It isn’t always easy to understand a friend or family member with obsessive-compulsive disorder. Many people with loved ones who have the condition wonder, “What does it feel like having OCD?” From the outside looking in, your loved one’s obsessions and compulsions don’t seem to make much sense. They also know their compulsions are illogical but that knowledge alone isn’t convincing enough to calm their obsessions.
Getting an idea of what it feels like to have OCD is a good first step toward empathizing with your loved one. They don’t intend their behavior to be frustrating; they simply cannot alleviate their anxiety until they take action. Obsessive-compulsive disorder is a debilitating condition and can keep people from living productive lives when left untreated.
How does it feel to have OCD?
Categorized as an anxiety disorder, OCD is characterized by patterns of obsessions and compulsions. Obsessions are unwanted, intrusive thoughts, and compulsions are the behaviors carried out to alleviate the obsessions. Compulsions include counting, lining up items, cleaning incessantly, or checking things like locks or the stove.
People with OCD describe the condition as feeling like they are not in control of their brains. Their intrusive thoughts involve distressing and horrendous images that they can’t shake. They include things like someone breaking into their home, family members dying, or something bad happening to them.
Then their mind insists that these bad things won’t happen if they act on their compulsions. The thoughts force them to check the locks on their doors, ensure they didn’t leave the stove on or rearrange items on the shelf a certain way or a specific number of times. There may be no real connection between the obsession and the compulsion (i.e., my mother will die if I don’t clean my room properly), but that doesn’t make the paralyzing anxiety any less real.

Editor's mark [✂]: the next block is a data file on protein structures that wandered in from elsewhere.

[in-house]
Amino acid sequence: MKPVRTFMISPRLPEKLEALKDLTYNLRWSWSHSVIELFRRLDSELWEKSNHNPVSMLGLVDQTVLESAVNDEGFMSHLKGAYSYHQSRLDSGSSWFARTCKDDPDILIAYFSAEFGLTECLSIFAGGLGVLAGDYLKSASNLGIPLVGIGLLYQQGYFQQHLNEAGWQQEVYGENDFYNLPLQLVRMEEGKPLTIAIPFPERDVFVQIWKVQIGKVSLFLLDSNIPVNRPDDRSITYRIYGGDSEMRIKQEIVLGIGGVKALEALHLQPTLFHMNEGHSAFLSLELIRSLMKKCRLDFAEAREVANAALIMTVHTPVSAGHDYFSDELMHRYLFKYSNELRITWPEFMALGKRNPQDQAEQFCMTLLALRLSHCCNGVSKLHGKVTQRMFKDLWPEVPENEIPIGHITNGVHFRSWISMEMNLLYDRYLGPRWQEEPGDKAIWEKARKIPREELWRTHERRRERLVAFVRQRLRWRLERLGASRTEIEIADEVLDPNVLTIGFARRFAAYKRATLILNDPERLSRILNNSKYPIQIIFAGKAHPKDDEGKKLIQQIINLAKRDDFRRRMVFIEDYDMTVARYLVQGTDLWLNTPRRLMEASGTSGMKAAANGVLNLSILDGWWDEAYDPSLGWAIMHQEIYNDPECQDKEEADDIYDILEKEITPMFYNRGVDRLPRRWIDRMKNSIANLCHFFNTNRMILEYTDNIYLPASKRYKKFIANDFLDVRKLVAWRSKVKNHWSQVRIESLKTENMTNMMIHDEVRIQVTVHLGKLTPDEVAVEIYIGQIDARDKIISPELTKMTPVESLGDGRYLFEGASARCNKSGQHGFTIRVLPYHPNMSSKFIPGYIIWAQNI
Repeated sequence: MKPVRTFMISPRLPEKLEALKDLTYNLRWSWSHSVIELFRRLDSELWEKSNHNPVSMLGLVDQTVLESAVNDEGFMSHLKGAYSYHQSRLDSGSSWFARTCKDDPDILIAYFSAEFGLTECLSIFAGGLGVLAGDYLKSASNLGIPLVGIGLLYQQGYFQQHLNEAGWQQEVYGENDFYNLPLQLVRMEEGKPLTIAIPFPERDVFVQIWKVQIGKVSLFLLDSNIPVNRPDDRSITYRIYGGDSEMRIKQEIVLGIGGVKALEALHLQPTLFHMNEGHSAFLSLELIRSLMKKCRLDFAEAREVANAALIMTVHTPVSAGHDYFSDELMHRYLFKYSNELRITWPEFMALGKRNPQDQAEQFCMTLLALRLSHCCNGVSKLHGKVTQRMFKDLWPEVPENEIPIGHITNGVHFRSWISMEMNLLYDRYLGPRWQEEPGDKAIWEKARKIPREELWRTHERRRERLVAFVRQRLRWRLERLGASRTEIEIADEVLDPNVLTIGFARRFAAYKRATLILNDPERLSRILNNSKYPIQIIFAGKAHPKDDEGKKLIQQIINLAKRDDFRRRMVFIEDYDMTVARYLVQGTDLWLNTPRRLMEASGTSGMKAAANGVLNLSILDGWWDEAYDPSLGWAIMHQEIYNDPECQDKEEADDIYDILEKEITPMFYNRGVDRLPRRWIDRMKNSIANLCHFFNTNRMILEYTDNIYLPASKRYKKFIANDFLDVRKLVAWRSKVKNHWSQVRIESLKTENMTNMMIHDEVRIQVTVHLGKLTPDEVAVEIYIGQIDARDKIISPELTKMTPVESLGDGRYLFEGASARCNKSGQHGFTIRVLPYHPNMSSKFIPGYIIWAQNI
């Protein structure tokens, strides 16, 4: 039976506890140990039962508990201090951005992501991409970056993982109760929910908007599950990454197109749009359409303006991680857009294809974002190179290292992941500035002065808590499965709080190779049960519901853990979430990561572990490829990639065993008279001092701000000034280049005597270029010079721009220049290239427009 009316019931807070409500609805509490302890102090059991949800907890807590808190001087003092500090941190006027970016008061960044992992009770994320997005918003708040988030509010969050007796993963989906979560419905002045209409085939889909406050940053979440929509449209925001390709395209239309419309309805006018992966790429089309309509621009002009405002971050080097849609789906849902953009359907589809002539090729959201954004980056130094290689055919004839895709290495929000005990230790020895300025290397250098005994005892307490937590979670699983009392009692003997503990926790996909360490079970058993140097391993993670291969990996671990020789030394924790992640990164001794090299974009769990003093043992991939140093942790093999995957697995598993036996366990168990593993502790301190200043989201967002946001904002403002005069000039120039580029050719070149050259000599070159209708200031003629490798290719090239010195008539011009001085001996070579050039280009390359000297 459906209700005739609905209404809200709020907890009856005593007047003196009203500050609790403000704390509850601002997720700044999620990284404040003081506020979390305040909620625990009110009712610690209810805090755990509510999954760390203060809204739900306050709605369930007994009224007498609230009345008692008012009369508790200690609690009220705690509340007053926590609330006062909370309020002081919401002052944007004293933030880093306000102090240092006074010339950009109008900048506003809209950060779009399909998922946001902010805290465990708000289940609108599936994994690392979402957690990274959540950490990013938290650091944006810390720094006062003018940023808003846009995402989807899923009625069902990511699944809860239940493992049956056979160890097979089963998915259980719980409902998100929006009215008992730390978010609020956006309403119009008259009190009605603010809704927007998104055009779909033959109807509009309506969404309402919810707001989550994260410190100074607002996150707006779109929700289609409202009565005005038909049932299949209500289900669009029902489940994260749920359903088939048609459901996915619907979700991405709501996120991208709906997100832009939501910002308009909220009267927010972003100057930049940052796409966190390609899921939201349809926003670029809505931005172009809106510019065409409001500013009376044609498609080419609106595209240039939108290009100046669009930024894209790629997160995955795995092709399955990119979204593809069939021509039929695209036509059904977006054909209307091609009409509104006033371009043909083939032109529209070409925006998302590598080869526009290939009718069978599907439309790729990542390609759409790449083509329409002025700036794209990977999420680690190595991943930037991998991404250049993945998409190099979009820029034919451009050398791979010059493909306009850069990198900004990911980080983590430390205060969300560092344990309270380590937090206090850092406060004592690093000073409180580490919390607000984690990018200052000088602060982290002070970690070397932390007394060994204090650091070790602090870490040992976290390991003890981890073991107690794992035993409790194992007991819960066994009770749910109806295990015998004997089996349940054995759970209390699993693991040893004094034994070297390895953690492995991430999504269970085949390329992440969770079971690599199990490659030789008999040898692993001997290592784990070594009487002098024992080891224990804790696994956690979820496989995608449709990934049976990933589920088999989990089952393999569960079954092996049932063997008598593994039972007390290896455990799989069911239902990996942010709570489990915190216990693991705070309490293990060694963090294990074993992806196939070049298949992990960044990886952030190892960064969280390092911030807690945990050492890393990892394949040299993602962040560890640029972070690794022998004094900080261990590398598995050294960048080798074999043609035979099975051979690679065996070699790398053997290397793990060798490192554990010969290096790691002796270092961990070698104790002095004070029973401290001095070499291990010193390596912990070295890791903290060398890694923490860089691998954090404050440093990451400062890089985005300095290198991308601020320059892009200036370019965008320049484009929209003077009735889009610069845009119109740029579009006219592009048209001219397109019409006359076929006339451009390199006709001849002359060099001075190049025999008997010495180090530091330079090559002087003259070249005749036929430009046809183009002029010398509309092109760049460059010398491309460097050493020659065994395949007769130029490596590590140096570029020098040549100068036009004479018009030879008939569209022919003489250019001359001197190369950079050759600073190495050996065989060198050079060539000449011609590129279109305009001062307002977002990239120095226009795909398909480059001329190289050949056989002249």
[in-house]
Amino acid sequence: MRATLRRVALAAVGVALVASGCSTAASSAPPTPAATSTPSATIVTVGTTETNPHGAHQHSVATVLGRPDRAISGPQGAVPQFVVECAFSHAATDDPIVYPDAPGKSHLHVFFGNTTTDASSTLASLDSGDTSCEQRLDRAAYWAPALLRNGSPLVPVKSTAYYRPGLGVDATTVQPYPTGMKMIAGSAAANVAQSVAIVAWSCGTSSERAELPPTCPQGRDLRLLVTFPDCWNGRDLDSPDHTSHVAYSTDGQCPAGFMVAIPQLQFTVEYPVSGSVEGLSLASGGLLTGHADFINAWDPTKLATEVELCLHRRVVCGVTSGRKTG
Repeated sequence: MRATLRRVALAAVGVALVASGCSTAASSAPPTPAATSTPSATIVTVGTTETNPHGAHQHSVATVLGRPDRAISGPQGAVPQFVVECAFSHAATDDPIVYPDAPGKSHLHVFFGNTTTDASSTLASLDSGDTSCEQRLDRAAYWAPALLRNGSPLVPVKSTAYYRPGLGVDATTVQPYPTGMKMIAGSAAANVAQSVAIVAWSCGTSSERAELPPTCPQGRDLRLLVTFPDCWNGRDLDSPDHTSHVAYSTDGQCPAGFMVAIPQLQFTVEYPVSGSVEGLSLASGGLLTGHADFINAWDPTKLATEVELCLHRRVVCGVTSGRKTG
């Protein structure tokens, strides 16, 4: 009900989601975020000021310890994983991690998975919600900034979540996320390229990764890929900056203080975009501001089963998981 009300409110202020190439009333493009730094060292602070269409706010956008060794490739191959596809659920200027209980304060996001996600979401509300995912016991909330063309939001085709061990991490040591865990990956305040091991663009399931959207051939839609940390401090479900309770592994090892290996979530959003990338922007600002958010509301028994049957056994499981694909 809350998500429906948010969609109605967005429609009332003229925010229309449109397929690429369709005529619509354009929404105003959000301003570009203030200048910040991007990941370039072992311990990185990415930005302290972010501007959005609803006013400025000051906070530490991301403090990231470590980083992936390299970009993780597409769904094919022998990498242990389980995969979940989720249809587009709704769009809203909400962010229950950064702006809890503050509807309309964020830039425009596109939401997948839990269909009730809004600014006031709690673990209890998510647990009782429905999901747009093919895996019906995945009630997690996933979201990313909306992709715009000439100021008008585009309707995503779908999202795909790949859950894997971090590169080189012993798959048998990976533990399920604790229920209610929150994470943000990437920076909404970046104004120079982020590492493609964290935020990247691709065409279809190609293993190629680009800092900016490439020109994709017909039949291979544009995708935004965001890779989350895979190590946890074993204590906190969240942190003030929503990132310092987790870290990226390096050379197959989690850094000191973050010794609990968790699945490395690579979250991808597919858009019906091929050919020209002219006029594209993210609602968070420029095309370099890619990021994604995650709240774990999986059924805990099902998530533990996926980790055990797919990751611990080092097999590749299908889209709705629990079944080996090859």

Can you overcome OCD?
Following through on compulsions provides short-term relief from obsessions but only makes the condition worse in the long run. The longer a person avoids seeking help, the deeper the cycle of obsessions and compulsions runs. Thankfully, treatment for obsessive-compulsive disorder is a helpful solution. While there is no “cure” for OCD, over time, treatment equips people with the skills needed to relieve obsessions without acting on compulsions.
OCD treatment typically involves a combination of psychotherapy and medication. There are no FDA-approved medications specifically for OCD, but anti-anxiety medications are a useful tool. They provide some relief from the intrusive thoughts so people can incorporate the skills they learn in psychotherapy.
Some therapeutic approaches, such as exposure and response prevention, were developed primarily for people with OCD. These specialized techniques recognize the complexities of the condition and adapt treatment methods appropriately.
Lifeskills South Florida is a mental health treatment network that understands the intricacies of obsessive-compulsive disorder. We recognize that not everyone benefits from a singular approach to care. Instead, we provide highly individualized treatment plans based on each person’s needs.
If you or a loved one are struggling with obsessive-compulsive disorder, we can help. The programs at Lifeskills South Florida are designed to lay the foundation for sustained recovery. To learn more about our facilities, please call us at 954-953-1742 or complete our contact form to connect with an admissions counselor today.